It's been two years since the publication of Tempt the Stars, in which we saw Cassandra Palmer, Pythia and chief seer of the supernatural world, once again lose the war mage Pritkin, after working so hard to get him back. This time, Cassie has to travel further back in time than she ever has before in order to save Pritkin's soul. This one task on its own would be difficult enough but as Pythia, Cassie has to deal with her court, and her supposed allies, who seem more interested in controlling her than helping her prepare for the war ahead. Still new to her power, Cassie is just holding on by the seat of her pants, hoping that somehow in her time travel and bumbling that her luck will continue to hold out long enough for her to help prepare the supernatural world to face their biggest threat - Aries.
It took a long time for Cassie to accept the fact that she is indeed the Pythia and now that others in the supernatural world have accepted her title, the battle is on to see who will control her. Cassie has known the vampire Mircea since childhood. Unlike her guardian Tony, he always seemed to treat her kindly and now that Cassie is a woman, there's a bond between them that is undeniable. They have made a promise to be Senator and Pythia but also to be Cassie and Mircea. It's a good plan in theory but with so much at stake, it is impossible for Mircea to avoid using his influence to get what he wants. When Mircea asks for a master vampire army to defeat the fae, Cassie knows that if she gives into this demand which Mircea tried to frame as a request, she will spend the rest of her time as Pythia capitulating. As much as it bothers Cassie, she says, "no", and she means it.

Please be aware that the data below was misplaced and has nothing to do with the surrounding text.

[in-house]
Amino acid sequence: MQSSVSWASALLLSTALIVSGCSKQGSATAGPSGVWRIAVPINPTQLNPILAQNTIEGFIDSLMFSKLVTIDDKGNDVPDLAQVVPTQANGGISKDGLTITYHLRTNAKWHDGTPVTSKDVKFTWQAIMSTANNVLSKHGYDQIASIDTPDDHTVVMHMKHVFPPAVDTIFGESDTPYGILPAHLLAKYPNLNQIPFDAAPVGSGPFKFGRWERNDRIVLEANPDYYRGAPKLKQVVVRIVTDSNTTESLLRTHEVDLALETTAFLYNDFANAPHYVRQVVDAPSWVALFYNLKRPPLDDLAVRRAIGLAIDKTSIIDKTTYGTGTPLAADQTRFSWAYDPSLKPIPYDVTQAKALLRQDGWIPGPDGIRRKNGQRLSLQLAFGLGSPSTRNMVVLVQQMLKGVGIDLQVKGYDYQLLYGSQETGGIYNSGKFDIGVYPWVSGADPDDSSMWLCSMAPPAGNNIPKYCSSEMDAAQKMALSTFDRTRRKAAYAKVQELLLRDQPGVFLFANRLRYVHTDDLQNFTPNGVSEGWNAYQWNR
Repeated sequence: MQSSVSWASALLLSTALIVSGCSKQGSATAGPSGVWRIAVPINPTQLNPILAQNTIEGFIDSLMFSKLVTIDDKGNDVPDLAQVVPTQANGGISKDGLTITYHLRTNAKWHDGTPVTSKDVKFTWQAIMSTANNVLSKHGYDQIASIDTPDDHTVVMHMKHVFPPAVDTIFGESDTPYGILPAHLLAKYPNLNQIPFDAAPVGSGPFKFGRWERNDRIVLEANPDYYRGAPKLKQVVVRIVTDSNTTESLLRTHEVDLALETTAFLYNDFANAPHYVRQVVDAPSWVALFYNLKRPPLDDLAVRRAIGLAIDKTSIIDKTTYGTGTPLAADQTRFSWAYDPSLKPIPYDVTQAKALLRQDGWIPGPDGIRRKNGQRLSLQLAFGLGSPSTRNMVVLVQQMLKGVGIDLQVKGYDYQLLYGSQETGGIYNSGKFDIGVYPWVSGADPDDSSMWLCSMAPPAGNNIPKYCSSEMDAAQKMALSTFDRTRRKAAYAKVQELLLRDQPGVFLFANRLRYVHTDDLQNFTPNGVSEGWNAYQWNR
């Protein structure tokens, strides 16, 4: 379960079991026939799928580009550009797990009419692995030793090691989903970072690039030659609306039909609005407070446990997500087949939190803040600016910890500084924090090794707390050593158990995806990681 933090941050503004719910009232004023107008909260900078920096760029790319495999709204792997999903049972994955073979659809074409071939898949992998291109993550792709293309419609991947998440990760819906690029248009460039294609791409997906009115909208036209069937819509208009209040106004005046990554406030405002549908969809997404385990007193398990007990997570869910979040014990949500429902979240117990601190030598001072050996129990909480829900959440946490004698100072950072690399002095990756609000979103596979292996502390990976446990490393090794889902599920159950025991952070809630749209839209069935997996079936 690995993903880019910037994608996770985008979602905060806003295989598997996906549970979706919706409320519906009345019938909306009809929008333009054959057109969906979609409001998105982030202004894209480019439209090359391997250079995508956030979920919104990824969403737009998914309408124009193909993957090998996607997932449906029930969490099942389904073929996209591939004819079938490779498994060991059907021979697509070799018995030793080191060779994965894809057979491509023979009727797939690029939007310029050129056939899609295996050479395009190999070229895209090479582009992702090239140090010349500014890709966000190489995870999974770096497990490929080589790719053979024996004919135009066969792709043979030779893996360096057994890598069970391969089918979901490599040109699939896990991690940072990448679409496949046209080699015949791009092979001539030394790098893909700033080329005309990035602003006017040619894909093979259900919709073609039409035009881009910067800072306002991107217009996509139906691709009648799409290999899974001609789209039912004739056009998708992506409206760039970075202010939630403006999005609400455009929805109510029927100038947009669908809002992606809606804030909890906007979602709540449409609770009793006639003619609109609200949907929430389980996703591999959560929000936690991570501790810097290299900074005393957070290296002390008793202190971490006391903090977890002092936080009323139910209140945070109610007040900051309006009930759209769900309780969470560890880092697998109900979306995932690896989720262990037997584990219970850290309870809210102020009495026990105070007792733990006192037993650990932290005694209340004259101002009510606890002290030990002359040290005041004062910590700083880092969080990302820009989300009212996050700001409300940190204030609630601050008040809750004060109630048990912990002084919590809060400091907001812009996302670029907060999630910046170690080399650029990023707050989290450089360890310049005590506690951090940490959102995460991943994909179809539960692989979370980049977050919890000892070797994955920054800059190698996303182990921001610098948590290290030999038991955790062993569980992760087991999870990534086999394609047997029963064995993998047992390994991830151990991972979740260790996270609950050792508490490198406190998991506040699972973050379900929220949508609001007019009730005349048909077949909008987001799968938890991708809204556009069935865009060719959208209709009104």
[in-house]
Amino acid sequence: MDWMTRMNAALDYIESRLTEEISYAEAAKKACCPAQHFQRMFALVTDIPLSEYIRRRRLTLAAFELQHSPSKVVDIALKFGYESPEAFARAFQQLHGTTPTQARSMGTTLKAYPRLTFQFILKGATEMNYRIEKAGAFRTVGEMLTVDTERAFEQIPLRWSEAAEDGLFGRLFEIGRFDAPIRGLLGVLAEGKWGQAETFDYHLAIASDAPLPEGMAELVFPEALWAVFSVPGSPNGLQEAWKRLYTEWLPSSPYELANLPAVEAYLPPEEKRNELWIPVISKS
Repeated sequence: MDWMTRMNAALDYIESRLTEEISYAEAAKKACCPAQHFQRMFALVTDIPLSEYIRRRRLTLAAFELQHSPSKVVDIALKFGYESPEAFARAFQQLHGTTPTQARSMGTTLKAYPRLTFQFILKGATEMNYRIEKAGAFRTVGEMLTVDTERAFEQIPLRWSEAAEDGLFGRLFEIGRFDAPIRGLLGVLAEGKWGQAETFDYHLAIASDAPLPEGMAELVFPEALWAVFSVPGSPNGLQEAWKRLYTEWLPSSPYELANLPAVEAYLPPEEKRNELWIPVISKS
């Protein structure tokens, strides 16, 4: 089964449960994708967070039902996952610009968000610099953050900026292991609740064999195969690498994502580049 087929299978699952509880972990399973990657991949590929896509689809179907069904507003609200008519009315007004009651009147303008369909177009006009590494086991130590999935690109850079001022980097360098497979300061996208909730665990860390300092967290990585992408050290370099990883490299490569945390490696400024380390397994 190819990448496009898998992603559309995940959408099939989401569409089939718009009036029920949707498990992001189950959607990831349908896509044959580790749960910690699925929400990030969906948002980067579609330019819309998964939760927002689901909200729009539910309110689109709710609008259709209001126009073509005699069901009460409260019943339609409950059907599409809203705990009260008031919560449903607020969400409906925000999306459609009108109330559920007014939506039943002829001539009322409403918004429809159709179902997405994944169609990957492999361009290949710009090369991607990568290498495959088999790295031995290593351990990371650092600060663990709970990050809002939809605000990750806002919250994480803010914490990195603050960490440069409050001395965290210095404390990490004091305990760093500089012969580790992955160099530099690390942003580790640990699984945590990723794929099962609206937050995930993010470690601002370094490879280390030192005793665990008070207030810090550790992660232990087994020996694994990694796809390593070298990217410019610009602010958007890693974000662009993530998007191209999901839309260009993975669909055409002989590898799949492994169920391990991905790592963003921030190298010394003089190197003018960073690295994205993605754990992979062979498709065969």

The circle, the Pythia's traditional guardians and protectors having accepted Cassie can still not abide her independence. To that end the freeze Cassie's assets making it impossible to support her new court, withhold information and set about trying to force Cassie to remain in one location and be the none active Pythia they expect who only uses her power as they see fit.
In many ways, Reap the Wind is about Cassie not only learning more about her powers but understanding the politics behind the position of Pythia. Sure, Cassie has been told about all the responsibilities the Pythia has and their historic roles but she hasn't really learned how to do her job because she never received training. It would be easy to just become a pawn of the vampires because she was after all raised by the them or the council because they were always heavily involved with the Pythias but Cassie learns that despite all of this history and the pomp and circumstance, for this to work, she's going to have to do it her own way.
For the longest time, Cassie has been made to feel inferior because she was a human in a vampire world. When she became Pythia, despite being the seat of power, many sought to control her because of her lack of training. Reap the Wind is about more than Cassie accepting her role of Pythia, it's about her gaining some much needed confidence in her abilities. Yes, Cassie rushes head long into things and doesn't really stop to form a plan (which is absolutely a problem) but somehow, despite the odds, Cassie has always emerged victorious. Though many around Cassie would like to believe that this is all blind luck which certainly cannot last, Cassie has finally accepted that her victories are just that, victories and for her to win. skill had to have been involved.
I really enjoyed this growth in Cassie and I think it will be very important moving forward, particularly given that she still has a date with Aries to face. Unfortunately, despite all of this growth in Cassie and the introduction of court, the plot itself once again seemed to stagnate. I love Rossier and Cassie travelling through time together and the humor it provides and I love the back and forth with the young Pritkin but none of this really advances the meta. Despite all of the action scenes which come with a Cassandra Palmer novel, Karen Chance is absolutely a master at dragging out her story and dangling carrots. Reap the Wind, is yet another book that ends on a cliffhanger and tossing in Dorina at the end as fan service does not make up for that. At some point, Chance is going to have to shit or get off the damn pot.